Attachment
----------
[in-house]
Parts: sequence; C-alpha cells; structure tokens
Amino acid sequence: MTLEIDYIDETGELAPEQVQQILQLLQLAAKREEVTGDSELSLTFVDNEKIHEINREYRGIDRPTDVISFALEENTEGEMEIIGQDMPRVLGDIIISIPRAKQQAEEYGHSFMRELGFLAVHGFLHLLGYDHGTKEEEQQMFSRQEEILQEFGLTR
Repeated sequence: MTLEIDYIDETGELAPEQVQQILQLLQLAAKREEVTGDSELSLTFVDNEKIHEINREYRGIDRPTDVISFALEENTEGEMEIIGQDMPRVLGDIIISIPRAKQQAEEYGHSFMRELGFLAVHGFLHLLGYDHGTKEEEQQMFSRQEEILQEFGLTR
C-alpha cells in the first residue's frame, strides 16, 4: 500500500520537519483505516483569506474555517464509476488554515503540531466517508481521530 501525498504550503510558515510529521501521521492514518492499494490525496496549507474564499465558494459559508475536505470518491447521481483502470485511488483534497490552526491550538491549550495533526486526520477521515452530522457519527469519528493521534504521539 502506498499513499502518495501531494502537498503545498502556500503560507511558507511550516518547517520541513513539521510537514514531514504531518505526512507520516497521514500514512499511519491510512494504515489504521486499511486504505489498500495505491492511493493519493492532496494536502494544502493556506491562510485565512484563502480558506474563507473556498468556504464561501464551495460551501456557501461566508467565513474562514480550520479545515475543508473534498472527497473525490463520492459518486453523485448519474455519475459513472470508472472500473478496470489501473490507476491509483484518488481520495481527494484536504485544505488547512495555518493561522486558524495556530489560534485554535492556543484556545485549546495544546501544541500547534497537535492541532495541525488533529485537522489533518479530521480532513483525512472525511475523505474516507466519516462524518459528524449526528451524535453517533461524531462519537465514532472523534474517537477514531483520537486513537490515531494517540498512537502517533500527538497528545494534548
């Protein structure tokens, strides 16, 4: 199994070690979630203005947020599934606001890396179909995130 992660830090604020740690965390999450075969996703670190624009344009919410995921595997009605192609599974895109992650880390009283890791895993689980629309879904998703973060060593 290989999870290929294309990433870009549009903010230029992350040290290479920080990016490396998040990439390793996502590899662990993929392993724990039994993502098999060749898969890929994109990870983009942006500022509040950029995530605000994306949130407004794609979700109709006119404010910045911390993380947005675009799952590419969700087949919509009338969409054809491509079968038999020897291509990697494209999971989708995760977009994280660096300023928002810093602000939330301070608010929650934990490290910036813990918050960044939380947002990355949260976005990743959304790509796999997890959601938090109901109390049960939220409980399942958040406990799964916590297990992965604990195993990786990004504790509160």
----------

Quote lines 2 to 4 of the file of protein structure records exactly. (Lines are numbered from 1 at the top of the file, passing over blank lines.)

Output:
Parts: sequence; C-alpha cells; structure tokens
Amino acid sequence: MTLEIDYIDETGELAPEQVQQILQLLQLAAKREEVTGDSELSLTFVDNEKIHEINREYRGIDRPTDVISFALEENTEGEMEIIGQDMPRVLGDIIISIPRAKQQAEEYGHSFMRELGFLAVHGFLHLLGYDHGTKEEEQQMFSRQEEILQEFGLTR
Repeated sequence: MTLEIDYIDETGELAPEQVQQILQLLQLAAKREEVTGDSELSLTFVDNEKIHEINREYRGIDRPTDVISFALEENTEGEMEIIGQDMPRVLGDIIISIPRAKQQAEEYGHSFMRELGFLAVHGFLHLLGYDHGTKEEEQQMFSRQEEILQEFGLTR